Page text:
surftrainingny.com and Bent Pilates Present:
Dry-Land Surf Lesson Workshop
Learn the movements of surfing before your lesson.
Build the strength and mobility for fast pop ups and a balanced stance.
Surfing requires specific mobility and strength to be performed successfully, and to progress. Given that the amount of time you spend ‘surfing’ during a surf is minimal (3-5%) it makes sense to work on the movements of surfing before you hit the water and in between surfs.
We teach your body how to surf without the added dymamics of the ocean. So when you get in the water you can focus on having fun without bodily restriction getting in the way.
Designed for beginners and those looking to take thier first lesson this summer.
For more info check out: http://www.surftrainingny.com
When: 7:30pm Wednesday 9th April.
Where: Bent Pilates, 754 9th ave, NY, NY. 10019.
Tickets are $35.
Spots are limited! First in, First serve.
To book: phone Bent Pilates (212) 246 4556
3 rounds of:
1. Pop-up Push ups, 10 reps
2. Single Leg Squats, 5 ea side
3. Chin-ups, 10 reps
4. Surf Squats Under Low Bar, 20 reps
5. Deep Dips, 10 reps
6. 30 Sec rest, deep breathing, 5 sec in – 5 sec out
YES. When Dancers aren’t dancing they are learning or practicing to improve their movement so next time they dance they can dance more freely. Dancers practice efficient movement and aspects of choreography on a daily basis in preparation for the next dance. Do you practice the movements of surfing on a daily basis when the surf is flat?
Just as a musician spends time getting to know an instrument and music theory (scales etc) the dancer spends time exploring their body, practicing subtle movements, stretching, rehab exercises, yoga classes, pilates, gymnastics. Every minute seems to be focused on getting to know their bodies better so that they can express themselves freely, removing the physical limitations of the body so pure self-expression can be experienced. Learning how nutrition and lifestyle affects their health.
In the past 5 years or so we have seen pro surfers hire personal trainers and coaches, they speak of good nutrition and chiropractors etc. The surfing world is catching up to other sports in the sense that surfers are seen as ‘athletes’ as well as surfers. Sadly we see surfers adopting the kind of exercises you tend to see contact sport athletes and sprinters doing. Olympic lifting exercises and gym or body building exercise to increase ‘horsepower’, and these workouts have their place, but only for the elite. Good surfing is less about muscular body that capable of pure strength and speed like we see with sprinters and contact sports athletes. It is more like dancing and martial arts - grace - flow – timing – body awareness – movement efficiency – skill building drills; these give birth to power and speed. Only when you can move through full range of motion with awareness and flow should you consider ‘horsepower’. And for most surfers this is the case.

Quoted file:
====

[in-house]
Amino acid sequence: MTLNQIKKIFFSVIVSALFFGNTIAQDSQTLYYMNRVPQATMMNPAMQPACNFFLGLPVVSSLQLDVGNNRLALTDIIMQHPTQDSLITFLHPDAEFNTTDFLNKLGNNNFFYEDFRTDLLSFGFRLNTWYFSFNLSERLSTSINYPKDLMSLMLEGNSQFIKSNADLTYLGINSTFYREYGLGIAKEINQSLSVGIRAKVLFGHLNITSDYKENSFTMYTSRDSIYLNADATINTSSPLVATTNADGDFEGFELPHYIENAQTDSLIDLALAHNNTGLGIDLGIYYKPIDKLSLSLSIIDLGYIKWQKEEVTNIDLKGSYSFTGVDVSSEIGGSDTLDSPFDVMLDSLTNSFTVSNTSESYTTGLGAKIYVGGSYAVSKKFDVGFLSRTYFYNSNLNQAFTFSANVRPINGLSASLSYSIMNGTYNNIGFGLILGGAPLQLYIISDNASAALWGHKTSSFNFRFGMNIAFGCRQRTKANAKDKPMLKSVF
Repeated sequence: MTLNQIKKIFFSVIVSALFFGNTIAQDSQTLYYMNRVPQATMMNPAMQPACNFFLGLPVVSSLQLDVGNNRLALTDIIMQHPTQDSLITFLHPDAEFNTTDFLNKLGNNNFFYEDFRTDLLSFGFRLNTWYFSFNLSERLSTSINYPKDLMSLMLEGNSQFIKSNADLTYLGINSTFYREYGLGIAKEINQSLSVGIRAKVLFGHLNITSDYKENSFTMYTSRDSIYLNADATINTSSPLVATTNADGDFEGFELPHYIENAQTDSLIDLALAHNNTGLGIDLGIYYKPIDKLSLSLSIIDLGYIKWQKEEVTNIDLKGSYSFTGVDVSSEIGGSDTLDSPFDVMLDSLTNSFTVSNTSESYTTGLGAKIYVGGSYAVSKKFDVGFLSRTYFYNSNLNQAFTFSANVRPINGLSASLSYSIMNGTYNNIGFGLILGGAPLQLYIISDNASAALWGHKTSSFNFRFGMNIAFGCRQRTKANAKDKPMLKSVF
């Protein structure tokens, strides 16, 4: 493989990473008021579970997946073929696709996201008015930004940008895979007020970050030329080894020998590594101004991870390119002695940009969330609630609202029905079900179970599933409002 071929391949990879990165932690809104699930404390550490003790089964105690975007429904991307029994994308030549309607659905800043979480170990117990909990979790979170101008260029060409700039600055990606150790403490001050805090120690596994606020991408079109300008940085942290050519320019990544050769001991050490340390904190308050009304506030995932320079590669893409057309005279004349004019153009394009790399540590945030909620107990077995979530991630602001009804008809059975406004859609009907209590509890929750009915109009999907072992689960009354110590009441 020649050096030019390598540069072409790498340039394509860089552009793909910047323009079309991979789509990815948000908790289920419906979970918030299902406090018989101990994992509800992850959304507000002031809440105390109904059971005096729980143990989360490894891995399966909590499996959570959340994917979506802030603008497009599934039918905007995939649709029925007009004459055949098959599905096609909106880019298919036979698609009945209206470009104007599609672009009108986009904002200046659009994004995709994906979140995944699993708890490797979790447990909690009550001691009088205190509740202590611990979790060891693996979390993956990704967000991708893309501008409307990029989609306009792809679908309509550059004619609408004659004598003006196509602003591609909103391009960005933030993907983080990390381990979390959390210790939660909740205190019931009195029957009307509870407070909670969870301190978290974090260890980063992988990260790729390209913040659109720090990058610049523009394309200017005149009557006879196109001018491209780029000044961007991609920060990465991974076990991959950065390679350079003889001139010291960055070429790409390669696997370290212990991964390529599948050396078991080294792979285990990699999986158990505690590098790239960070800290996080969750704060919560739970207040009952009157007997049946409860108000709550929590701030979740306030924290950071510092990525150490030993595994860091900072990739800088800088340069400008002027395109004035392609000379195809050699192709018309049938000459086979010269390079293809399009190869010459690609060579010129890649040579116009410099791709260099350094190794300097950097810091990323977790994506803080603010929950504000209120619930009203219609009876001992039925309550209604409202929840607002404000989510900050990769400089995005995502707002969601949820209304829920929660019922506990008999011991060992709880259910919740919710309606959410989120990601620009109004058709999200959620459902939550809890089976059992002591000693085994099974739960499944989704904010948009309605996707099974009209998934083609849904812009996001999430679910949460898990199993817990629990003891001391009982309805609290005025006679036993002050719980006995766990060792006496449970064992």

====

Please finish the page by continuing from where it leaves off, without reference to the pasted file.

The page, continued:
The martial arts and dance world is lot older than surfing and other professional sports so it makes sense that as surfers we look at them as well as the latest technologies in athletic ‘gym based’ performance strategies.
In MMA, talented multi disciplinary martial artists adding strength and conditioning training into the mix can produce absolutes beasts in the ring. However I doubt they could lay a finger on the likes of Bruce Lee – whose famous motto is ‘move like water’. Bruce always had flow and grace in mind when training/practicing. He understood that controlled smooth and efficient movement precedes fast accurate and powerful movement. In surfing we could compare Laird Hamilton with Kelly Slater, Laird is a big wave specialist and all-round waterman. He does a lot of strength training in between big swells to keep strong and resilient (big wave surfing is a contact sport).In the gym and pound for pound laird is probably stronger, but put Kelly vs Laird in 4-6ft perfection and Kelly will outshine in all areas, speed – power – flow.
If your more concerned with improving your grace, your range of motion, body awareness etc to become a fluid fast and agile surfer then go easy on the body building and weightlifting stuff.
Do bodyweight drills, try Yoga, Pilates, Dance, gymnastics, athletics or learn a Martial Art. Or if you are in NYC and resonate with this, then get in touch :)
Learn how to surf before you even get wet. With dry-land surf lessons we teach you the basic movement patterns of surfing. Building the mobility, strength and balance you need to be able to catch your first wave and stand up. Even advanced surfers only spend 3-5% of their time in the water actually surfing a wave. This is both part of surfings allure and mystery, but also explains why it takes so long to learn. Cut down your learning time by building the correct movement patterns on dry land.
One to one personal lessons, and group lessons are available starting February 2014 in New York and Brooklyn.
Please email – email@example.com for more details and bookings.
One of the simplest things you can do to improve your surfing outside of the water is develop a deep squat. Being able to get low and stay balanced is key to tube riding and is needed as a ‘go to’ position to prevent falls and recover from committed turns. The deep squat requires ample hip knee and ankle mobility, it decompresses the lower spine and improve digestion. Spend some time in the deep squat every day. Put the laptop on the coffee table and sit deep instead of slouching in your chair. All surfers should be able to do a deep squat. Here is a great vid and an article with some drills on how to improve yours: http://www.youtube.com/watch?v=lbozu0DPcYI&feature=youtu.be http://www.barefootperformanceacademy.com/downloads/TheSquat12.pdf
Surfers who care about their health do not want to be guinea-pigs for genetically modified foods (GMO’s). They gathered in numbers in Hawaii today:
Support local organic farmers!